|Director Alejandro González Iñárritu|
Far from exhausting what I would like to say about Biutiful, given its DVD release yesterday, and given my now having watched it for a second time, I’d like to offer a few thoughts.
Biutiful follows Uxbal, a complex man who makes his living in the underworld of Barcelona, Spain. On one hand, he participates in the exploitation of immigrants, but on the other hand, he seems not indifferent to their plight. One could say that Uxbal feels for them, but one would have to hold this in tension with what Uxbal nonetheless does.
Uxbal is father of two small children, and the husband of an unstable wife. Discovering that he has only months to live, Uxbal seeks, among other things, reconciliation with his estranged wife, to be remembered by his children, and to raise enough money to ensure their security after he dies.
Javier Bardem (perhaps best remembered as Chigurh in No Country for Old Men) portrays Uxbal. Apparently, the Oscar nomination he received was the first to go to an actor preforming entirely in the Spanish language. While describing his own performance as “exhausting,” Bardem claims not to regret accepting the role. He speaks of his admiration for Uxbal’s “forgiveness [and] compassion, those things that the character has to bring from the very bottom of himself, to understand the world he is in, to make it a little better of a world for his kids.”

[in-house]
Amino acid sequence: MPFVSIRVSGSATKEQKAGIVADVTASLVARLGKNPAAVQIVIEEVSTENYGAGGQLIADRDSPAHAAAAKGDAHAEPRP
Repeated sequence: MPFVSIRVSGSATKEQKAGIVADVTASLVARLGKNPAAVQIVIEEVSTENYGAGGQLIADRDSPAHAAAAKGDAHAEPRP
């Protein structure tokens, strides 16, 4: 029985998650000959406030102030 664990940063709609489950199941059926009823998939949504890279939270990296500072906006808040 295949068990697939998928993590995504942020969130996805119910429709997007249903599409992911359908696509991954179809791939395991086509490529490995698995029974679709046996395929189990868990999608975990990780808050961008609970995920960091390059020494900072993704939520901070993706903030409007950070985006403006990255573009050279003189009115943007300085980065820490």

Iñárritu, that “almost unreasonably talented Mexican filmmaker“ (according to Ebert), finds in Biutiful his fourth major film. In his three previous three, he experimented with the way in which his narrative would unfold. Amores Perros, for example, finds three stories occurring simultaneously, while 21 Grams also has three stories but ones which move back and forth in time. In Babel, Ebert sees Iñárritu in “full command his technique,” but here in Biutiful, we follow one central character in a fairly straightforward and chronological manner.
Apparently Biutiful received a nine-minute standing ovation at Cannes. If you read the reactions people had to Biutiful, some note how in the theatres after the film ended, a good many simply stayed silently sitting in their seats for some time.
One of the great strengths consistently present in Iñárritu’s work is his ability to preserve the dignity of his characters, even the dignity of those who do reprehensible things. His past collaborator, Guillermo Arriaga, puts it best when he says that “as a writer you have to love your characters, even if you hate them. If you love the characters you hate, you’ll make them believable.”
I find this reminiscent of the following narration in Graham Greene’s The Power in the Glory: “When you visualized a man or woman carefully, you could always begin to feel pity—that was a quality God’s image carried with it. When you saw the lines at the corner of the eyes, the shape of the mouth, how the hair grew, it was impossible to hate. Hate was just a failure of imagination.”
So many filmmakers have suspended their imagination. Iñárritu’s integrity, on the other hand, appears uncompromising. Biutiful made 24 million dollars, which is to say, nothing, but in exchange, a film which challenges (and respects) its audience emerges.
For those unfamiliar with the film, two trailers can be found here and here. You might also consider the two-part interview (part I; part II) with Iñárritu wherein he describes his vision for the film. Finally, here is a scene of Uxbal with his daughter Ana.